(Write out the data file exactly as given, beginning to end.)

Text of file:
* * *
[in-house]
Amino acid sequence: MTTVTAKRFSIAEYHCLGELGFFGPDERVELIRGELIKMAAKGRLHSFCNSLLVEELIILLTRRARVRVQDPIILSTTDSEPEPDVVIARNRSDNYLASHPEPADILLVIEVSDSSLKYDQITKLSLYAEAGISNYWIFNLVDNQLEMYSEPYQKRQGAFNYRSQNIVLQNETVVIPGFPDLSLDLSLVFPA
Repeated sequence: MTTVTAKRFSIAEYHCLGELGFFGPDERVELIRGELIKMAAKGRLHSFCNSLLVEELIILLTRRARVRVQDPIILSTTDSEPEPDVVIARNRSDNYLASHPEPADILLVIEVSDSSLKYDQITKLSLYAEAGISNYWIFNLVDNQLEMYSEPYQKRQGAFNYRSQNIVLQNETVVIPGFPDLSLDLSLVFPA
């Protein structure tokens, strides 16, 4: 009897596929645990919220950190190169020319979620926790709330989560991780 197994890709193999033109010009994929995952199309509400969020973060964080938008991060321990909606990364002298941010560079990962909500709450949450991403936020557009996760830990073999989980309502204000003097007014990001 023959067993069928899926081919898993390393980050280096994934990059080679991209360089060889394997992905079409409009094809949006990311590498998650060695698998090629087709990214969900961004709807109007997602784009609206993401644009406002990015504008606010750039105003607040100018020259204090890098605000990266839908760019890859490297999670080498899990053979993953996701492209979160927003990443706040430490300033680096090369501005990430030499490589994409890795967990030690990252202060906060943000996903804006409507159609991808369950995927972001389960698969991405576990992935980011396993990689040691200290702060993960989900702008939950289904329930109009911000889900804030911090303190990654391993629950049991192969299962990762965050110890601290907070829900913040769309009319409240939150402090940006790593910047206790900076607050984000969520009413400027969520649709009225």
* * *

[in-house]
Amino acid sequence: MTTVTAKRFSIAEYHCLGELGFFGPDERVELIRGELIKMAAKGRLHSFCNSLLVEELIILLTRRARVRVQDPIILSTTDSEPEPDVVIARNRSDNYLASHPEPADILLVIEVSDSSLKYDQITKLSLYAEAGISNYWIFNLVDNQLEMYSEPYQKRQGAFNYRSQNIVLQNETVVIPGFPDLSLDLSLVFPA
Repeated sequence: MTTVTAKRFSIAEYHCLGELGFFGPDERVELIRGELIKMAAKGRLHSFCNSLLVEELIILLTRRARVRVQDPIILSTTDSEPEPDVVIARNRSDNYLASHPEPADILLVIEVSDSSLKYDQITKLSLYAEAGISNYWIFNLVDNQLEMYSEPYQKRQGAFNYRSQNIVLQNETVVIPGFPDLSLDLSLVFPA
């Protein structure tokens, strides 16, 4: 009897596929645990919220950190190169020319979620926790709330989560991780 197994890709193999033109010009994929995952199309509400969020973060964080938008991060321990909606990364002298941010560079990962909500709450949450991403936020557009996760830990073999989980309502204000003097007014990001 023959067993069928899926081919898993390393980050280096994934990059080679991209360089060889394997992905079409409009094809949006990311590498998650060695698998090629087709990214969900961004709807109007997602784009609206993401644009406002990015504008606010750039105003607040100018020259204090890098605000990266839908760019890859490297999670080498899990053979993953996701492209979160927003990443706040430490300033680096090369501005990430030499490589994409890795967990030690990252202060906060943000996903804006409507159609991808369950995927972001389960698969991405576990992935980011396993990689040691200290702060993960989900702008939950289904329930109009911000889900804030911090303190990654391993629950049991192969299962990762965050110890601290907070829900913040769309009319409240939150402090940006790593910047206790900076607050984000969520009413400027969520649709009225």